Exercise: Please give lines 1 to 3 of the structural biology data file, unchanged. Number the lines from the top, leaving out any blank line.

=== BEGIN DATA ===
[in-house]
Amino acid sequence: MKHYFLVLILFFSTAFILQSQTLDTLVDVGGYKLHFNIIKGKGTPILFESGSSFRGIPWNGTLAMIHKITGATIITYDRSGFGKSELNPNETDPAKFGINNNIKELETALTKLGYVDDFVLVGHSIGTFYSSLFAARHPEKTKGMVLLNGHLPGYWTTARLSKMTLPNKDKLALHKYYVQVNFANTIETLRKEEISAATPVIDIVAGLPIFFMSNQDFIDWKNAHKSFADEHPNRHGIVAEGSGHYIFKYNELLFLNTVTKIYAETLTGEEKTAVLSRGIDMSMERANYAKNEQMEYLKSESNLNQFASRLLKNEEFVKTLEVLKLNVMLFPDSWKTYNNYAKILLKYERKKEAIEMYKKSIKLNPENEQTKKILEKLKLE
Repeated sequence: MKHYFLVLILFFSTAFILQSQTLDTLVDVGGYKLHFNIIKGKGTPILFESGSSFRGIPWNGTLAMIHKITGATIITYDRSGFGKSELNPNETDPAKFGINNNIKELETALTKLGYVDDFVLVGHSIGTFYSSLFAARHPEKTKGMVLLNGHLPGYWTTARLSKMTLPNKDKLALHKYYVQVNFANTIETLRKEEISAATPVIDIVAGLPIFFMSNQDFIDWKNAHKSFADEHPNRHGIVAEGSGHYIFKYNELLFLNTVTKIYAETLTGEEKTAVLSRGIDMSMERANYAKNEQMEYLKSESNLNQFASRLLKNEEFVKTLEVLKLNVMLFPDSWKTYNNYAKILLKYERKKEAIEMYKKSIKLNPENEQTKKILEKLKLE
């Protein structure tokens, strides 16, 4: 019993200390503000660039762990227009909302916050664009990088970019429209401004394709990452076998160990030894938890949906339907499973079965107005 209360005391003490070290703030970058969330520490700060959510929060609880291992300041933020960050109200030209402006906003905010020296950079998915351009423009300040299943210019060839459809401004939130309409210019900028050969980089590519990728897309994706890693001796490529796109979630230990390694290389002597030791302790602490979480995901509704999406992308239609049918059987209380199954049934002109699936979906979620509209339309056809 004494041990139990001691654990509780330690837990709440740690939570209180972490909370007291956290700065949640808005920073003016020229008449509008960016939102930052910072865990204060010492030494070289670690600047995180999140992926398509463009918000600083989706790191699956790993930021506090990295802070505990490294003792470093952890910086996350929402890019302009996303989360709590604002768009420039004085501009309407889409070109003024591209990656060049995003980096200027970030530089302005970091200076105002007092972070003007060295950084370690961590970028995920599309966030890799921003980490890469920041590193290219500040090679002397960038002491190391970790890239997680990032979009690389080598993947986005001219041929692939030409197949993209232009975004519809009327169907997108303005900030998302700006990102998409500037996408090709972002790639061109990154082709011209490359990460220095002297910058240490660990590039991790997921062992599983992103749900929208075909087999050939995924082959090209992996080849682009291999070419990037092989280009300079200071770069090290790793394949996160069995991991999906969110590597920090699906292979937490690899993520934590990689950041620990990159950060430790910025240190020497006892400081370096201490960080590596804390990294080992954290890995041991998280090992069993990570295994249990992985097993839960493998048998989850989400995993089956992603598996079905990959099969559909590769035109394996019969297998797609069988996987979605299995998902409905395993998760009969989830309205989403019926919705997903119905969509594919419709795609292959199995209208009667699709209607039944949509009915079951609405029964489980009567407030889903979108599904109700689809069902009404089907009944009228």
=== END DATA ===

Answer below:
[in-house]
Amino acid sequence: MKHYFLVLILFFSTAFILQSQTLDTLVDVGGYKLHFNIIKGKGTPILFESGSSFRGIPWNGTLAMIHKITGATIITYDRSGFGKSELNPNETDPAKFGINNNIKELETALTKLGYVDDFVLVGHSIGTFYSSLFAARHPEKTKGMVLLNGHLPGYWTTARLSKMTLPNKDKLALHKYYVQVNFANTIETLRKEEISAATPVIDIVAGLPIFFMSNQDFIDWKNAHKSFADEHPNRHGIVAEGSGHYIFKYNELLFLNTVTKIYAETLTGEEKTAVLSRGIDMSMERANYAKNEQMEYLKSESNLNQFASRLLKNEEFVKTLEVLKLNVMLFPDSWKTYNNYAKILLKYERKKEAIEMYKKSIKLNPENEQTKKILEKLKLE
Repeated sequence: MKHYFLVLILFFSTAFILQSQTLDTLVDVGGYKLHFNIIKGKGTPILFESGSSFRGIPWNGTLAMIHKITGATIITYDRSGFGKSELNPNETDPAKFGINNNIKELETALTKLGYVDDFVLVGHSIGTFYSSLFAARHPEKTKGMVLLNGHLPGYWTTARLSKMTLPNKDKLALHKYYVQVNFANTIETLRKEEISAATPVIDIVAGLPIFFMSNQDFIDWKNAHKSFADEHPNRHGIVAEGSGHYIFKYNELLFLNTVTKIYAETLTGEEKTAVLSRGIDMSMERANYAKNEQMEYLKSESNLNQFASRLLKNEEFVKTLEVLKLNVMLFPDSWKTYNNYAKILLKYERKKEAIEMYKKSIKLNPENEQTKKILEKLKLE